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Mothers, Maids and Tutors: An Empirical Evaluation of their Effect on Children's Academic Grades in Singapore

Author

Listed:
  • Roland Cheo
  • Euston Quah

Abstract

As female labour force participation in the workforce increases in Singapore, the basic economic unit—the home—has become wealthier, although arguably at the expense of both personal and family leisure. Yet with additional income, breadwinners are better able to undertake investment for their own well-being or their children's well-being that can offset the net loss of utility associated with less leisure. Concomitantly, it is common to find a domestic helper living with a Singapore family and other specialist helpers such as paid home tutors, who come to the home. This paper examines how this new investment vis-a-vis new home variables affects a child's overall academic performance. Primarily, the effects of a mother's choice to work, the presence of either tutors or domestic helpers and the effects of different investment strategies to raise a child's qualitative attributes. The paper asserts that how a child performs academically is less dependent on his/her choice of time use; rather, it is the number of qualitative benefits the child receives in the home environment. The conventional wisdom of 'the more the better' is questioned by the results of this study, arguing instead that diminishing returns set in far quicker when over-investment in the child takes place.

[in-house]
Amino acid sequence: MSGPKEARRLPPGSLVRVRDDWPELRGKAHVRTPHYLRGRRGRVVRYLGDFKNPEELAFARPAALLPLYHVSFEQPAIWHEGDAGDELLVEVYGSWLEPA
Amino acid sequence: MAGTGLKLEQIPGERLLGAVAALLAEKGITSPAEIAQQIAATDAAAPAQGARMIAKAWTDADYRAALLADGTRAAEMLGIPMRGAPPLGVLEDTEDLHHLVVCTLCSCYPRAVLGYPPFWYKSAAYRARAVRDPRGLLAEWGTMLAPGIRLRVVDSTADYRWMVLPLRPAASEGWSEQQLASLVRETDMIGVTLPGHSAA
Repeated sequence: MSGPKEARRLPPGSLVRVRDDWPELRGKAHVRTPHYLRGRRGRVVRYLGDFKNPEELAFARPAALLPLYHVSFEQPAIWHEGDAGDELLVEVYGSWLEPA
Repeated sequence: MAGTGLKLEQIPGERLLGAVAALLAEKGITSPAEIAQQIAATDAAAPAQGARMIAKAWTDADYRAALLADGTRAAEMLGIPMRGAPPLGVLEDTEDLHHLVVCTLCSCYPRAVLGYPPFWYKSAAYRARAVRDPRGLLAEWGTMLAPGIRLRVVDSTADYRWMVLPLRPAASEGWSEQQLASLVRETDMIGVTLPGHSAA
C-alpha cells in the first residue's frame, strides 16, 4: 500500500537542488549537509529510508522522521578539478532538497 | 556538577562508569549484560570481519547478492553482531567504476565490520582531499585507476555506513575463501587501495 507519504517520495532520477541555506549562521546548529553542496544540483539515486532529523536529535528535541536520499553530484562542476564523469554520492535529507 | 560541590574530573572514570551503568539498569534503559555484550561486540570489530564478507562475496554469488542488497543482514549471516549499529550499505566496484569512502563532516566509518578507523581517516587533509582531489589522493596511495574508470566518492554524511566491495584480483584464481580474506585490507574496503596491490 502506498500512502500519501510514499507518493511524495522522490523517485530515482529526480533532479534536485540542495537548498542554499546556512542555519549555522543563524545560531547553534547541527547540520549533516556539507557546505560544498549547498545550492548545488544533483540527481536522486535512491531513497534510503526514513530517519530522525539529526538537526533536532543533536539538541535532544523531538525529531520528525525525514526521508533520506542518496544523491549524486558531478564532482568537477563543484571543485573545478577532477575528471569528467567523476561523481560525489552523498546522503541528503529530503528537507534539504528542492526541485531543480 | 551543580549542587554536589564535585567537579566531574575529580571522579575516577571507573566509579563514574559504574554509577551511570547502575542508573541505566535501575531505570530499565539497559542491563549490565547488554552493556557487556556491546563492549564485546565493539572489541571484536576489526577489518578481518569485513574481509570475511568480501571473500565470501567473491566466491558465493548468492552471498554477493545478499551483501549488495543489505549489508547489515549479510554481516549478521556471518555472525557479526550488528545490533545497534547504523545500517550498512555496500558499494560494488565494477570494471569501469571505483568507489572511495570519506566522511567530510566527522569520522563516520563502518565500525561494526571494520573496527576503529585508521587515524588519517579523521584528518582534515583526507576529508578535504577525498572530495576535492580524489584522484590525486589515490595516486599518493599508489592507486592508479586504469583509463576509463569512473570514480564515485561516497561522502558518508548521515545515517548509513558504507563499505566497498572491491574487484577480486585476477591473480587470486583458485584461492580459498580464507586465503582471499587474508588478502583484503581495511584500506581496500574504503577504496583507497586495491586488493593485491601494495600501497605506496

Suggested Citation

  • Roland Cheo & Euston Quah, 2005. "Mothers, Maids and Tutors: An Empirical Evaluation of their Effect on Children's Academic Grades in Singapore," Education Economics, Taylor & Francis Journals, vol. 13(3), pages 269-285.
  • Handle: RePEc:taf:edecon:v:13:y:2005:i:3:p:269-285
    DOI: 10.1080/09645290500073746
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    Citations

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    Cited by:

    1. Hsiao-Lei Chu, 2015. "Private Tutoring, Wealth Constraint and Higher Education," Pacific Economic Review, Wiley Blackwell, vol. 20(4), pages 608-634, October.
    2. Asmaa Elbadawy, 2013. "The Effect of Tutoring on Secondary Streaming in Egypt," Working Papers 769, Economic Research Forum, revised Sep 2013.
    3. Berberoglu, Giray & Tansel, Aysit, 2014. "Does private tutoring increase students’ academic performance? Evidence from Turkey," MPRA Paper 57370, University Library of Munich, Germany.
    4. Dang, Hai-Anh, 2007. "The determinants and impact of private tutoring classes in Vietnam," Economics of Education Review, Elsevier, vol. 26(6), pages 683-698, December.
    5. repec:ebl:ecbull:v:10:y:2007:i:11:p:1-9 is not listed on IDEAS
    6. Brishti Guha, 2007. "Maids and mistresses : migrating maids and female labor force participation," Economics Bulletin, AccessEcon, vol. 10(11), pages 1-9.
    7. Álvaro Choi de Mendizábal & Jorge Calero Martínez & Oriol Escardíbul Ferrà, 2011. "Hell to touch the sky? Private tutoring and academic achievement in Korea," Investigaciones de Economía de la Educación volume 6,in: Antonio Caparrós Ruiz (ed.), Investigaciones de Economía de la Educación 6, edition 1, volume 6, chapter 7, pages 118-134 Asociación de Economía de la Educación.
    8. repec:wsi:serxxx:v:62:y:2017:i:05:n:s0217590815500745 is not listed on IDEAS
    9. Jheng, Ying-Jie, 2015. "The influence of private tutoring on middle-class students’ use of in-class time in formal schools in Taiwan," International Journal of Educational Development, Elsevier, vol. 40(C), pages 1-8.
    10. Zhang, Yu, 2013. "Does private tutoring improve students’ National College Entrance Exam performance?—A case study from Jinan, China," Economics of Education Review, Elsevier, vol. 32(C), pages 1-28.
    11. Han, Yoonsun & Lee, Seonglim, 2016. "Heterogeneous relationships between family private education spending and youth academic performance in Korea," Children and Youth Services Review, Elsevier, vol. 69(C), pages 136-142.

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